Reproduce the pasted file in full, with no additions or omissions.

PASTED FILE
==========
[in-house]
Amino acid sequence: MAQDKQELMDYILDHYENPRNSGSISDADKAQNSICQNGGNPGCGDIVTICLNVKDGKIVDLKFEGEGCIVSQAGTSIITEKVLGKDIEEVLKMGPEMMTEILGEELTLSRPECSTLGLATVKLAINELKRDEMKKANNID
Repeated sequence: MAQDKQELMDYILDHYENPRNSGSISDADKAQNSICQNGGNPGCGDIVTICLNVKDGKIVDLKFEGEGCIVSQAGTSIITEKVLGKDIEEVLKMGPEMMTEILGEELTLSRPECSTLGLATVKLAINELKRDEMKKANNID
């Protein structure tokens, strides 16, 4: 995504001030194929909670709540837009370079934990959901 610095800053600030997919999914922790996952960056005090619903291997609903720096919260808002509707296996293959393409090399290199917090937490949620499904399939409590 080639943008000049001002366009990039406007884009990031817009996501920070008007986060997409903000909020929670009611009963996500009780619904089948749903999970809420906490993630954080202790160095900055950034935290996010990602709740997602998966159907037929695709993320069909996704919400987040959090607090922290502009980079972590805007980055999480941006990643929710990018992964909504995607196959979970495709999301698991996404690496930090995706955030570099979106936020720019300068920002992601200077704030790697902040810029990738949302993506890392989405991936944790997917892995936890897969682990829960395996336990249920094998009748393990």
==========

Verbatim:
[in-house]
Amino acid sequence: MAQDKQELMDYILDHYENPRNSGSISDADKAQNSICQNGGNPGCGDIVTICLNVKDGKIVDLKFEGEGCIVSQAGTSIITEKVLGKDIEEVLKMGPEMMTEILGEELTLSRPECSTLGLATVKLAINELKRDEMKKANNID
Repeated sequence: MAQDKQELMDYILDHYENPRNSGSISDADKAQNSICQNGGNPGCGDIVTICLNVKDGKIVDLKFEGEGCIVSQAGTSIITEKVLGKDIEEVLKMGPEMMTEILGEELTLSRPECSTLGLATVKLAINELKRDEMKKANNID
């Protein structure tokens, strides 16, 4: 995504001030194929909670709540837009370079934990959901 610095800053600030997919999914922790996952960056005090619903291997609903720096919260808002509707296996293959393409090399290199917090937490949620499904399939409590 080639943008000049001002366009990039406007884009990031817009996501920070008007986060997409903000909020929670009611009963996500009780619904089948749903999970809420906490993630954080202790160095900055950034935290996010990602709740997602998966159907037929695709993320069909996704919400987040959090607090922290502009980079972590805007980055999480941006990643929710990018992964909504995607196959979970495709999301698991996404690496930090995706955030570099979106936020720019300068920002992601200077704030790697902040810029990738949302993506890392989405991936944790997917892995936890897969682990829960395996336990249920094998009748393990």